Need help on Morphic
arning at charm.net
Mon Aug 21 17:38:54 UTC 2000
On Mon, 21 Aug 2000 17:57:24 +0200 (MET DST) Stephane Ducasse <ducasse at iam.unibe.ch> wrote:
>Question 1: How to forbid halos
If what you mean is you don't want a particular morph to have halos when cmd-clicked, then implement
for that morph, but be careful as that may make it harder to debug or delete that morph.
>Question 2: How to delete a morph definitively
The notion of "deleting" a morph is one that often causes some confusion. In the Morphic world, #delete simply means that the receiver is to be disconnected from its owner (the receiver is removed from its owner's <submorphs> collection and the receiver's <owner> is set to nil). The first effect of this action is that the morph is no longer drawn when its former owner is redrawn. Thus the morph visually disappears from the world. The second effect is, *usually*, that the morph will soon be garbage collected. I say *usually* since garbage collection is based on removing objects that are no longer references and the owner of a morph is *usually* the sole referencekeeping the morph alive. So what are the exceptions?
- the trash can. If your preferences are set to put morphs deleted with the pink halo in the trash (so you can get them back if you realize you've made a mistake), then the trash can will be keeping them alive. You can see what's there from World/authoring tools.../view trash contents. You can also empty the trash by a similar menu path. Finaly, you can change your preferences so that things are not put into the trash: World/help/preferences/morphic/ then set "preserveTrash" to false.
- DependentsFields. Sometimes one morph is made dependent on another and for many morphs this means using the DependentsFields dictionary to store the dependency. If the dependency is not explicitly broken, then the morphs in question will not be garbage collected. Inspect DependentsFields to see if your morphs are listed there.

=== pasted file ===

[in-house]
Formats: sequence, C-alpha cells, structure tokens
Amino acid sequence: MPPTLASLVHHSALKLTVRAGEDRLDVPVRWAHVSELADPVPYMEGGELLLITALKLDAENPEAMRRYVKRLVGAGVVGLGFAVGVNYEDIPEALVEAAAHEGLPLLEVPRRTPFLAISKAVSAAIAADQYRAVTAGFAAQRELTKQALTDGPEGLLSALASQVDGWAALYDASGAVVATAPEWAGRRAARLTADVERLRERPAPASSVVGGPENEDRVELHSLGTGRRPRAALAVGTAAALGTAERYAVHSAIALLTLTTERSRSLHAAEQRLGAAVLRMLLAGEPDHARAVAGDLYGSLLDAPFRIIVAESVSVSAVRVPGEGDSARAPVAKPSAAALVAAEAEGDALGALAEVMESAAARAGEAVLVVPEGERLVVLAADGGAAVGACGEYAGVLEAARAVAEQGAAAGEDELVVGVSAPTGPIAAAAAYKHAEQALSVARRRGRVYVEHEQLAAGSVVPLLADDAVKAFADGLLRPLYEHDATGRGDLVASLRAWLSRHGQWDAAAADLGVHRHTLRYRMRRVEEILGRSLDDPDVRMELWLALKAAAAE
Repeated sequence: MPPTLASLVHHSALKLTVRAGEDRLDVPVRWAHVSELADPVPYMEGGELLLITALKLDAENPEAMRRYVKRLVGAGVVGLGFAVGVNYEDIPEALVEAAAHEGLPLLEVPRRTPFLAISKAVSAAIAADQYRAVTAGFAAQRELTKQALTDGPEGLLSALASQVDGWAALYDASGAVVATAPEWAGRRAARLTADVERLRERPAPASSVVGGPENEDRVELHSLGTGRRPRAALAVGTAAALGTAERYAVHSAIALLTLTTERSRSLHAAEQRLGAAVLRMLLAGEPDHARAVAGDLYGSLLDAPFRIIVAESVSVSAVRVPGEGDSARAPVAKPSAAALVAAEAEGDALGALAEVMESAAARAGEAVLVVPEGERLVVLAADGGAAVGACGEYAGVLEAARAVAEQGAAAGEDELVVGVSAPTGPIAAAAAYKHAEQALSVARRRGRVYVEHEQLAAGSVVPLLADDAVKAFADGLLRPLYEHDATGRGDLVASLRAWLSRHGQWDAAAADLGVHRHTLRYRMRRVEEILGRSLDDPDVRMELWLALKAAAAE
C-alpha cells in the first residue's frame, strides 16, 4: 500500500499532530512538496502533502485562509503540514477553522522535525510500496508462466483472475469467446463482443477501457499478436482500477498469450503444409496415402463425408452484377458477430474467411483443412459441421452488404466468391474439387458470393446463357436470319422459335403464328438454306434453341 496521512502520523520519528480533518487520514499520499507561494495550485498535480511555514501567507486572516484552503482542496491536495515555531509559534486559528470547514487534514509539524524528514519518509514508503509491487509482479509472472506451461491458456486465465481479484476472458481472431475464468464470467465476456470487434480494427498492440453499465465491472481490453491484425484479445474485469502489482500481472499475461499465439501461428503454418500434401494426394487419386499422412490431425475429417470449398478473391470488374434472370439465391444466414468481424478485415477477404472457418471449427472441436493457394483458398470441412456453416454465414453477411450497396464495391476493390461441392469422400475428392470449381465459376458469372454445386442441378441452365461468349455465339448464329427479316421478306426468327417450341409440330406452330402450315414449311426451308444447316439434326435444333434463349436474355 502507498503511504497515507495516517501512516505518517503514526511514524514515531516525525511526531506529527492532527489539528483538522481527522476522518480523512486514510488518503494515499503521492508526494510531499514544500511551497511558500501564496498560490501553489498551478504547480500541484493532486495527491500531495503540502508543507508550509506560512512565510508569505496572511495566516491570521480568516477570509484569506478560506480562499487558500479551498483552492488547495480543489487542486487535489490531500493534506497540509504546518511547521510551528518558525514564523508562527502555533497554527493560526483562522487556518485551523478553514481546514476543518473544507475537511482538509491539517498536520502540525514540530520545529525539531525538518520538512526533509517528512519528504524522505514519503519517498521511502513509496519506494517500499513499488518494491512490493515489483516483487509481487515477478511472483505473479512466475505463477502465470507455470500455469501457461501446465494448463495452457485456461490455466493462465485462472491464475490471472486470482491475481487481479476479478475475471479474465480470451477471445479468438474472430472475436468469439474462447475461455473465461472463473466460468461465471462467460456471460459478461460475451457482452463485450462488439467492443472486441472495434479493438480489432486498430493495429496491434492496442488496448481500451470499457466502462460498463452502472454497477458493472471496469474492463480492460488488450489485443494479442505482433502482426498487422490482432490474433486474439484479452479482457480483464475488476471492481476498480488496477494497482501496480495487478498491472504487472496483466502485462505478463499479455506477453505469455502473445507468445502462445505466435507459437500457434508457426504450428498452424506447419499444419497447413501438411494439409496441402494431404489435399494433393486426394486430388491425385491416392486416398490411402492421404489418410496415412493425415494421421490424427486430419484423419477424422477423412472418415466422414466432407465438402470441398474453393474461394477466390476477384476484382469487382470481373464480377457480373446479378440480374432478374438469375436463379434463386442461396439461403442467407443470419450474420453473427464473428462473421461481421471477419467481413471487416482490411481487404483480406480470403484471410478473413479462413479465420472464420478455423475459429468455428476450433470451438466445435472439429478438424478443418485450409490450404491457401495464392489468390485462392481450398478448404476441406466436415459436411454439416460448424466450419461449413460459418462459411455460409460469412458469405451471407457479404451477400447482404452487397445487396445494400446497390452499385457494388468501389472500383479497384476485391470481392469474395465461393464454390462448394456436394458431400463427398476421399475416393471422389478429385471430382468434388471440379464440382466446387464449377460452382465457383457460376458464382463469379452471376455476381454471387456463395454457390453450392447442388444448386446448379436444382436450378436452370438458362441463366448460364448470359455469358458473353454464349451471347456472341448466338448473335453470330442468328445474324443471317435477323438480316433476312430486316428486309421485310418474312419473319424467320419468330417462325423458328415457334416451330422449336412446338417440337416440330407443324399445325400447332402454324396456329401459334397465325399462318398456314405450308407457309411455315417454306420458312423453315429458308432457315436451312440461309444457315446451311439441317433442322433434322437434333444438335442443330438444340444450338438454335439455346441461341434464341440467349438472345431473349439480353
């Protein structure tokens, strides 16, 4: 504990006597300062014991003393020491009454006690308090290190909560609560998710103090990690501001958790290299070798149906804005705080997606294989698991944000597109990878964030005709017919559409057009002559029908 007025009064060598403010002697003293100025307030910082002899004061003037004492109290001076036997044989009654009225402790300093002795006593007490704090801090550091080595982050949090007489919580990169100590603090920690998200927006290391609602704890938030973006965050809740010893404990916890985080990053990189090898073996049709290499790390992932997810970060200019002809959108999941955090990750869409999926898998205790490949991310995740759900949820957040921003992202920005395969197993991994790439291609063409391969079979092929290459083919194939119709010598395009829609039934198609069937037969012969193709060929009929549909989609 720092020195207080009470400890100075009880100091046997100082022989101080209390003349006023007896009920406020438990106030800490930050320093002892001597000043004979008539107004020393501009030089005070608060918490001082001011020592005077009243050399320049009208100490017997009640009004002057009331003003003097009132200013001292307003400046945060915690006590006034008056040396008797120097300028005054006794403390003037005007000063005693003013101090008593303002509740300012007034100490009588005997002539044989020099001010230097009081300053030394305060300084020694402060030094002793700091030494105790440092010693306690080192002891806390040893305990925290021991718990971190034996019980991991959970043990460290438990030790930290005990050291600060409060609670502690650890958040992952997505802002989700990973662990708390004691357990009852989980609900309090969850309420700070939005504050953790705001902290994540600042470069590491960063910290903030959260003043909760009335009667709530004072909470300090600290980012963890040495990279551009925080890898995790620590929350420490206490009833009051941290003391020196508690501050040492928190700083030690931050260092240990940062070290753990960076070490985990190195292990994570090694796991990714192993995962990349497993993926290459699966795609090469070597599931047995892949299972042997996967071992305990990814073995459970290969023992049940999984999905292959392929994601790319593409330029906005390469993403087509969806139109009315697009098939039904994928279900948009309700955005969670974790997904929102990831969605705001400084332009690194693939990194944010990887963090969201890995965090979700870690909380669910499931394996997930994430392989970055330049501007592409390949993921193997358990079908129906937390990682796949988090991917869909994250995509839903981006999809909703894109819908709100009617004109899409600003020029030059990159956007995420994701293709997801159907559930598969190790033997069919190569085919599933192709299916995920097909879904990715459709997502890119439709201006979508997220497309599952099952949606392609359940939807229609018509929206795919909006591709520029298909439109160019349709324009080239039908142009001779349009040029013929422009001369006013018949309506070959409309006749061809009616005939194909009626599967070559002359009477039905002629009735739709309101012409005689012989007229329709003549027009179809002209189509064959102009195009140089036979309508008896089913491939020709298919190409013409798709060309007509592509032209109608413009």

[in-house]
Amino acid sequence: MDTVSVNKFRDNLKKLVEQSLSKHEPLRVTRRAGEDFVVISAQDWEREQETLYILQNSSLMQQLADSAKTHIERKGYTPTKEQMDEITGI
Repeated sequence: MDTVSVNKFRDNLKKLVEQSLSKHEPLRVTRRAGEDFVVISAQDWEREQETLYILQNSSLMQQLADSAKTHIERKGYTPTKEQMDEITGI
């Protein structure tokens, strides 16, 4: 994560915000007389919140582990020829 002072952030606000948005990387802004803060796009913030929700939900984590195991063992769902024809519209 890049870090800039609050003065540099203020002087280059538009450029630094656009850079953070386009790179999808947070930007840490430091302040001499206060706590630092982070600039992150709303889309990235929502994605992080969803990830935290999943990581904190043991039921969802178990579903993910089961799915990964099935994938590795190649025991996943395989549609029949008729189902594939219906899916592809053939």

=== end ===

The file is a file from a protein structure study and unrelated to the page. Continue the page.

- Some other reference you have created. If you store a morph in a class variable, for example, that morph will not be garbage collected. A common example of this is wanting no more than one copy of a give morph at a time. You might create a class variable to remember when you create one so you don't create a second one. The problem would occur if you failed to clear the class variable when you deleted the morph.
>Then I saw abandon but I got the same result then browsing I found the
>following code. I have the impression that the method is intended for
>subclasses. But I was expected that Morph>>delete and Morph>>abandon
>would be different or at least that one of the two really delete
>cleanly the morph.
#abandon is indeed intended for subclasses to add additional behavior that they need. In some cases that might include your notion of "cleanly deleting the morph". What would probably help you is to step away from the notion of cleanly deleting anything and ask instead why that object is still around. One way is to evaluate
PointerFinder on: MyMorph allInstances first
another is to use the menu in the insepctor to find references to the inspected object (note: this can involved many levels and false trails before finding the real reason).
>Question 3 More a remark. I was thinking that delete just remove the morph
>from the world, and was wondering what is the opposite action that could bring
>the morph in the world. I tried openInWorld and it works but I was thinking
>that the protocol could be more symmetric.
The symmetry is missing, I suppose, because #delete works in all cases to break the owner<->submorph relationship. Adding something to the world, on the other hand, has a huge number of possibilities: which existing morph you wish to be the owner of the new morph and where (first, last, other..) the new morph should be positioned relative to any existing submorphs of the new owner.
>Question 4 How to invoke a full gc
>(in VisualWorks MemoryObject verboseGC)
>Question 5 Is caseOf: really used?
It doesn't appear to be used in the image, but perhaps some folks use it in private fileins.
>Question 6 Finding the owner of an object
Well, "owner" may have a couple of meanings.
In Morphic, every morph has an owner (which could be nil). Just inspect the morph and look at the owner slot. Or just inapect "myMorph owner".
If you mean "all objects referencing this object", see my answer to #2.
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